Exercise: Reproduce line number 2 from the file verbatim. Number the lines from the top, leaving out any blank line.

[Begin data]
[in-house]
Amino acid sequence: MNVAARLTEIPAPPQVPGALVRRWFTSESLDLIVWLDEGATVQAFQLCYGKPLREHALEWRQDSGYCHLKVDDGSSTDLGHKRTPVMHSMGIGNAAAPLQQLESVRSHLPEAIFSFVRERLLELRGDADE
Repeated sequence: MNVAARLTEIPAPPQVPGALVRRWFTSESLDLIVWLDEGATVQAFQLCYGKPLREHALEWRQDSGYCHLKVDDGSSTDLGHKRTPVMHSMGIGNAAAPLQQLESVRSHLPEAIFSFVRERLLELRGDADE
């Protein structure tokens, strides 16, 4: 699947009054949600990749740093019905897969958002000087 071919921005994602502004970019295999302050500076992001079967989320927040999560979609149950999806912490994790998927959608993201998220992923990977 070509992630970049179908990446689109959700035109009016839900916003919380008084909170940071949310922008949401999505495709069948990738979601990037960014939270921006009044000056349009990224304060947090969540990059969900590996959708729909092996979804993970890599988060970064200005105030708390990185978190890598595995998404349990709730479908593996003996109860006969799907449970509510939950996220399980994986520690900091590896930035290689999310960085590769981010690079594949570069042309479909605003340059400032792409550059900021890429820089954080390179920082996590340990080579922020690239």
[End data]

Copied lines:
Amino acid sequence: MNVAARLTEIPAPPQVPGALVRRWFTSESLDLIVWLDEGATVQAFQLCYGKPLREHALEWRQDSGYCHLKVDDGSSTDLGHKRTPVMHSMGIGNAAAPLQQLESVRSHLPEAIFSFVRERLLELRGDADE